No matter what NBA team Jimmer lands on, opposing defenses will not be able to focus all their attention on him.
He'll get significantly more open looks at the next level.
Plus, NBA players will be much more reliable finishers than the guys Jimmer has played with over the last few years. His passing ability will be put to much better use.
Dave Rose should be applauded for the job he did for BYU this year.
The Cougars finished the season at 30-4, and played much better than most expected them to after they lost forward Brandon Davies to suspension.
However, basing everything you do on offense around one player can be problematic for several reasons.
It makes it a lot easier for opposing teams to design their defense, it does nothing for the confidence of everyone not named Jimmer and if that one player is off, the game is over.
At times, BYU's offense was painfully unimaginative. Running a pick-and-roll 35 feet from the basket is only going to work so many times.
Plus, I have to wonder if anybody on the coaching staff had any control over Fredette this year.
While I'd almost always be happier with a 25 foot Jimmer bomb than a 10 foot pull-up from Noah Hartsock, there were times when Fredette was undoubtedly out of control.
In those situations, there seemed to be no effort to reel him back in.
At the next level, NBA coaching staffs should be more effective in harnessing Jimmer's confidence and passion.
This slide shouldn't need anywhere near as long an explanation as the others.
Anyone who thinks Jimmer's shooting ability won't translate to the NBA has already bought into the anti-hype much of the media is promoting.
He shot 45 percent from the field, 40 percent from three-point range and 89 percent from the free-throw line. And we all know his range is nearly limitless.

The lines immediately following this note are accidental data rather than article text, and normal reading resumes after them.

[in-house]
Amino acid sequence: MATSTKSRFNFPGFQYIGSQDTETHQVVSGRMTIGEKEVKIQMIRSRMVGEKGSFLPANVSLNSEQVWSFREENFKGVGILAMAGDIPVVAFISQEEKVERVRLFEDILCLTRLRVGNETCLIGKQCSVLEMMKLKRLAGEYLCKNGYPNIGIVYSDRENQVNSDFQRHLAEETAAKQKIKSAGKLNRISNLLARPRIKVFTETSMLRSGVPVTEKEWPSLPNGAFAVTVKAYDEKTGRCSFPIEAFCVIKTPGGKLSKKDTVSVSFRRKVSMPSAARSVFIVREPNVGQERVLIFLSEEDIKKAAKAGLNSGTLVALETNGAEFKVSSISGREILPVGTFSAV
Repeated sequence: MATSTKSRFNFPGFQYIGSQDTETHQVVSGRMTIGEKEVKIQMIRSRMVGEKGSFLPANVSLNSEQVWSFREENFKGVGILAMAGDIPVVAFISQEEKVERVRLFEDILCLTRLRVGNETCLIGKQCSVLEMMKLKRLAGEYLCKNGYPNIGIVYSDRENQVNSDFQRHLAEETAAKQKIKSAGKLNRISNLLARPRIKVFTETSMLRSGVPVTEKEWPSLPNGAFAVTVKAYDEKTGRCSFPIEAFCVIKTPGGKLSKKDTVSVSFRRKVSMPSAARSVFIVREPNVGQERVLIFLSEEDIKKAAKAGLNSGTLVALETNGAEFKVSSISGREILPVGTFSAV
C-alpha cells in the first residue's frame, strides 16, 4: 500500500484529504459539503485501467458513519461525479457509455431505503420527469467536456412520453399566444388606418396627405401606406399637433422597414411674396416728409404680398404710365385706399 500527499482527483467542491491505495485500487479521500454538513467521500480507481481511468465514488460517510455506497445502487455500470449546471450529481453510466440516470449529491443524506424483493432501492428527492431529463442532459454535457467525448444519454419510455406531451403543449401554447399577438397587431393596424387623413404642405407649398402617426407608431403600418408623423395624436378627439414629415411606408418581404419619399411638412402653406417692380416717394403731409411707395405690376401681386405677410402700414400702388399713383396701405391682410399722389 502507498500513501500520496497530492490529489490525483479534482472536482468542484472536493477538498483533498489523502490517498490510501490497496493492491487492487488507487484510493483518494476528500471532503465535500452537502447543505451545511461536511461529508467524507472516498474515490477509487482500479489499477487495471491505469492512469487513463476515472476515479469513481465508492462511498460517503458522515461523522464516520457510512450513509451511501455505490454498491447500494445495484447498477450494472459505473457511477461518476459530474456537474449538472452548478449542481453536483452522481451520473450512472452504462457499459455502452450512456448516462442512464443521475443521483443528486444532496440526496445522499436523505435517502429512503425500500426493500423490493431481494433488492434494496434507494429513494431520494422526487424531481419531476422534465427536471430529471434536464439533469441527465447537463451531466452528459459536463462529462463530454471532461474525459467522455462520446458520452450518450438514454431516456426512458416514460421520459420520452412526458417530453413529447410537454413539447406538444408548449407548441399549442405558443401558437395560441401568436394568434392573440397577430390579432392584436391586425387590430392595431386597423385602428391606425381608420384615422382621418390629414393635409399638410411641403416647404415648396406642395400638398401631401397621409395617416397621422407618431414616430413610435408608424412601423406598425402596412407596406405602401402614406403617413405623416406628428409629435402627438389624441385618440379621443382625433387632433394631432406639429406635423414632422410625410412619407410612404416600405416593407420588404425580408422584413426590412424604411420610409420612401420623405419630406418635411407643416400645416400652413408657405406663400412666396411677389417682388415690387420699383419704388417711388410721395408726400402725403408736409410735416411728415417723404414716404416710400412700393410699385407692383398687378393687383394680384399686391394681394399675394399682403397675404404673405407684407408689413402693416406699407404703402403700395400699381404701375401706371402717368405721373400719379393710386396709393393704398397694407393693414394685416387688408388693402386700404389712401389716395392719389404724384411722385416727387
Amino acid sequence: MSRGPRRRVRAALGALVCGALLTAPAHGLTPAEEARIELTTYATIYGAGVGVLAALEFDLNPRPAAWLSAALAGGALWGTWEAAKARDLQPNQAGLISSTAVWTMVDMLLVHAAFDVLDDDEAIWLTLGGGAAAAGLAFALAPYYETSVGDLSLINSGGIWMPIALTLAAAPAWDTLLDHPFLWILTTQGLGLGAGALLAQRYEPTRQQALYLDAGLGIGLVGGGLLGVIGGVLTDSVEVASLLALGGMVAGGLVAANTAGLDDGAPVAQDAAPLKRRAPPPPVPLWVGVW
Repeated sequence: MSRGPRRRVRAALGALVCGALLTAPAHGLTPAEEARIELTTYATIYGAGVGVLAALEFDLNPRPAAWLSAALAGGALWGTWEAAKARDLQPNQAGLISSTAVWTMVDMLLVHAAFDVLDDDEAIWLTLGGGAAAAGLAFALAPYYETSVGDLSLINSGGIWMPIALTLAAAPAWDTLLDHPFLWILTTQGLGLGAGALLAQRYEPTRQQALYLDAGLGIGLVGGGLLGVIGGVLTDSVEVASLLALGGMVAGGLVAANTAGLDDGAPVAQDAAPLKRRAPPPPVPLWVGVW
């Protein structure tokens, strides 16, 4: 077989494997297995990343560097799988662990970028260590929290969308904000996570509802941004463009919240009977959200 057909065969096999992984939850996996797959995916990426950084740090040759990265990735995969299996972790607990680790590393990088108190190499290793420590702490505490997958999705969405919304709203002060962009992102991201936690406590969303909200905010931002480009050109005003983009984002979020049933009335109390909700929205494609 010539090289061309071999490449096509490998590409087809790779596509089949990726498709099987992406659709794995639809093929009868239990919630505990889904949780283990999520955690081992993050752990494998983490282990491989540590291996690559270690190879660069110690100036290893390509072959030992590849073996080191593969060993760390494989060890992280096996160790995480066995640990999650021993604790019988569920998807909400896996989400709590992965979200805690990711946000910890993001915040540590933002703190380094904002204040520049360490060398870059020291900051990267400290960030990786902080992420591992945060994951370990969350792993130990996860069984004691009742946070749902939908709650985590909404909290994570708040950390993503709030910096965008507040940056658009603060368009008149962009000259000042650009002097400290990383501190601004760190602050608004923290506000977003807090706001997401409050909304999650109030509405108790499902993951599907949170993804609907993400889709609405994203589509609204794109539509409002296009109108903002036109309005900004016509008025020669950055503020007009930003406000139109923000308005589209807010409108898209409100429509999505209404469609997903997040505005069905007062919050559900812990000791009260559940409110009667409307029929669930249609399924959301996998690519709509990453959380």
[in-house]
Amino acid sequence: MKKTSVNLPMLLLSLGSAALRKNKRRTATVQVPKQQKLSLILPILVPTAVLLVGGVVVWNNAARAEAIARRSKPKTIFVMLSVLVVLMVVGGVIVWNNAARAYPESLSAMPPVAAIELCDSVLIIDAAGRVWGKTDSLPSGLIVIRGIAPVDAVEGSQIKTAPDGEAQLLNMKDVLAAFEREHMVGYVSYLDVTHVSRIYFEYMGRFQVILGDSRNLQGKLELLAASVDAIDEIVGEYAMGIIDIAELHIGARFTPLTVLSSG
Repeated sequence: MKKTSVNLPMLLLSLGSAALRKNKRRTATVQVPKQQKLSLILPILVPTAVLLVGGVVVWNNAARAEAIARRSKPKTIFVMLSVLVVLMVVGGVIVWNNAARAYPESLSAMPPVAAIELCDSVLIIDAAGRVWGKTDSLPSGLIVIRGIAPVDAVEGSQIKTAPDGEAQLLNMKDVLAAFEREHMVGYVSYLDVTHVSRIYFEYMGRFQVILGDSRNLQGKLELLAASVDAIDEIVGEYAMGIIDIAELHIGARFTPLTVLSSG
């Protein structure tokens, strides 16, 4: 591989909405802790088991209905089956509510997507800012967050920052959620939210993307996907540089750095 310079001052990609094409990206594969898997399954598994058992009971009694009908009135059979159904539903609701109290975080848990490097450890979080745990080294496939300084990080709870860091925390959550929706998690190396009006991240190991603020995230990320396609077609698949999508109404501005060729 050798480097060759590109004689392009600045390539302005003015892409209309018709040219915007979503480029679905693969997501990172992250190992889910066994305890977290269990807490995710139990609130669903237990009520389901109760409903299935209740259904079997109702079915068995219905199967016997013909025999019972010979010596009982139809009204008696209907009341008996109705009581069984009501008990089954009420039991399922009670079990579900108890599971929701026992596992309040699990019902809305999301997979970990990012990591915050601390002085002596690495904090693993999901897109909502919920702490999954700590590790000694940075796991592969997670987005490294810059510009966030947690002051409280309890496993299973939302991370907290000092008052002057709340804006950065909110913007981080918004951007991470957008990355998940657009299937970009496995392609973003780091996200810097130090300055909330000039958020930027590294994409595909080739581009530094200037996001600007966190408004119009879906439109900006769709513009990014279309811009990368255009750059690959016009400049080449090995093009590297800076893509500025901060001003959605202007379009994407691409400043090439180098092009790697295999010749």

As I've already mentioned, he'll get a lot more open looks in the NBA, and it will be fun to see him shooting in that situation.
The biggest criticisms of Jimmer as he heads into the league are all things that cannot be easily quantified.
They're the same things that experts have said about every white American guard coming into the NBA for the last several years.
He's not athletic enough. He has no lateral quickness. Yada yada yada.
Steve Nash is a two-time league MVP. Do you really think he's more athletic than Jimmer Fredette?
Jimmer has two very important intangibles that will help him be a great NBA player: confidence and a great work ethic.
In terms of confidence, you have to have loads of it to put up and hit the kind of shots Fredette does.
It was clear from his demeanor on the court that he believed he could score on any defender. And of course, that's just what he did.
As for his work ethic, we've heard plenty about it all year, but Jackson Emery's quote following BYU's loss to Florida sums it up well.
"Jimmer is a terrific player and I know he's going to have a great career professionally because one thing that I admire about Jimmer is the work ethic he has. I know a lot of people have doubted his ability, but Jimmer continues to shut down doubters and continues to work hard."
Over the next few years, as Jimmer approaches his prime, I'm sure we'll see a lot of improvement in an already fantastic basketball player.
So many experts are already saying that Jimmer does not have the ability to become a great, or even a solid NBA player.
It may be their honest opinion, and that doesn't bother me. What I have a problem with is people already putting a ceiling on a 22-year-old's abilities.
Almost every other player who will be selected in the first round of this year's draft will be praised for the amount of potential they have. For some reason, that word is never uttered in relation to Jimmer.
He's been the best player in the country all season long, but still has a ton of room to improve.
His potential is great, and I think his great attitude will help him reach it.